New publication: An urban-to-rural continuum of malaria risk: new analytic approaches characterize patterns in Malawi
12 years in the making! Our new paper from partners at the University of Michigan and the #Malawi College of Medicine on new approaches to defining urban and rural environments in the context of malaria risk is now out in #Malaria Journal.
It was the last chapter in my dissertation to be published (all the rest were published when I was still in grad school.)Short version: malaria is complicated and really local. Malaria transmits poorly in urban and environments and well in rural environments. There’s urban like spaces in “rural” areas and rural-like spaces in “urban” areas, demanding a more nuanced view of what those terms really mean.
We know that malaria is a “rural” problem, but not all “rural” spaces are the same. Even in the country, there are “urban like” spaces and in “rural like” spaces even in the largest cities in Sub-Saharan Africa. Could those spaces impact malaria risk? If so, shouldn’t we redefine what we mean by urban vs. rural to inform intervention strategies to better target resources?
Here, we combine GIS and statistical methods with a house to house malaria survey in Malawi to create and test a new composite index of urbanicity and apply that to create a more nuanced risk map.
The urban–rural designation has been an important risk factor in infectious disease epidemiology. Many studies rely on a politically determined dichotomization of rural versus urban spaces, which fails to capture the complex mosaic of infrastructural, social and environmental factors driving risk. Such evaluation is especially important for Plasmodium transmission and malaria disease. To improve targeting of anti-malarial interventions, a continuous composite measure of urbanicity using spatially-referenced data was developed to evaluate household-level malaria risk from a house-to-house survey of children in Malawi.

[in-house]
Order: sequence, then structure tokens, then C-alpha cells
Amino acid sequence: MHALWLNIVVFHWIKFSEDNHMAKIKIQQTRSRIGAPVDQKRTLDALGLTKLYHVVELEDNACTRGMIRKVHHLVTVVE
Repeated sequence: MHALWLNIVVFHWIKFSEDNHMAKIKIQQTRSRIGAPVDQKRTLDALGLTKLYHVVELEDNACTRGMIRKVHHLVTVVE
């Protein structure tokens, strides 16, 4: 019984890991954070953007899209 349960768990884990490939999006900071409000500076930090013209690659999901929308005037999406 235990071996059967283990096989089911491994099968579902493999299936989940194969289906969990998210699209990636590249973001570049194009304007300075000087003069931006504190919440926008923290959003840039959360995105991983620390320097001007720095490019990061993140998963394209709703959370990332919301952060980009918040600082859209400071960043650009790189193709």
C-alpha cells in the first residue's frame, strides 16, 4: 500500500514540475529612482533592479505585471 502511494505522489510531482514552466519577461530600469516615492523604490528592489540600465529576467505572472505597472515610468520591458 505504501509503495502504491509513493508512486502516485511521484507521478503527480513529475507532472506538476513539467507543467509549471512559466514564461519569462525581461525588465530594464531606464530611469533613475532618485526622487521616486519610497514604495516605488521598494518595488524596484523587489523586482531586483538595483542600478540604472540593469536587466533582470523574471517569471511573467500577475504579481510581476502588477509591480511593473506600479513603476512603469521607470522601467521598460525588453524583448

Children from 7564 households from 8 districts in Malawi were tested for presence of Plasmodium parasites through finger-prick blood sampling and slide microscopy. A survey questionnaire was administered and latitude and longitude coordinates were recorded for each household. Distances from households to features associated with high and low levels of development (health facilities, roads, rivers, lakes) and population density were used to produce a principal component analysis (PCA)-based composite measure for all centroid locations of a fine geo-spatial grid covering Malawi. Regression methods were used to test associations of the urbanicity measure against Plasmodium infection status and to predict parasitaemia risk for all locations in Malawi.
Infection probability declined with increasing urbanicity. The new urbanicity metric was more predictive than either a governmentally defined rural/urban dichotomous variable or a population density variable. One reason for this was that 23% of cells within politically defined rural areas exhibited lower risk, more like those normally associated with “urban” locations.
Its always a thing to celebrate, getting these new papers out. This one covers a topic close to home. After years of doing global health work, I never thought I’d be doing domestic health and even less certain that I’d be covering topics just down the road from me.
Together with partners from Wayne State University (Health Urban Waters), UM-Dearborn and the University of Michigan Ann Arbor, we characterized the state of recurrent flooding in Detroit, MI and explore possible public health impacts. The article appears in the International Journal of Environmental Research in Public Health. This was extremely rewarding work.
Article is open access.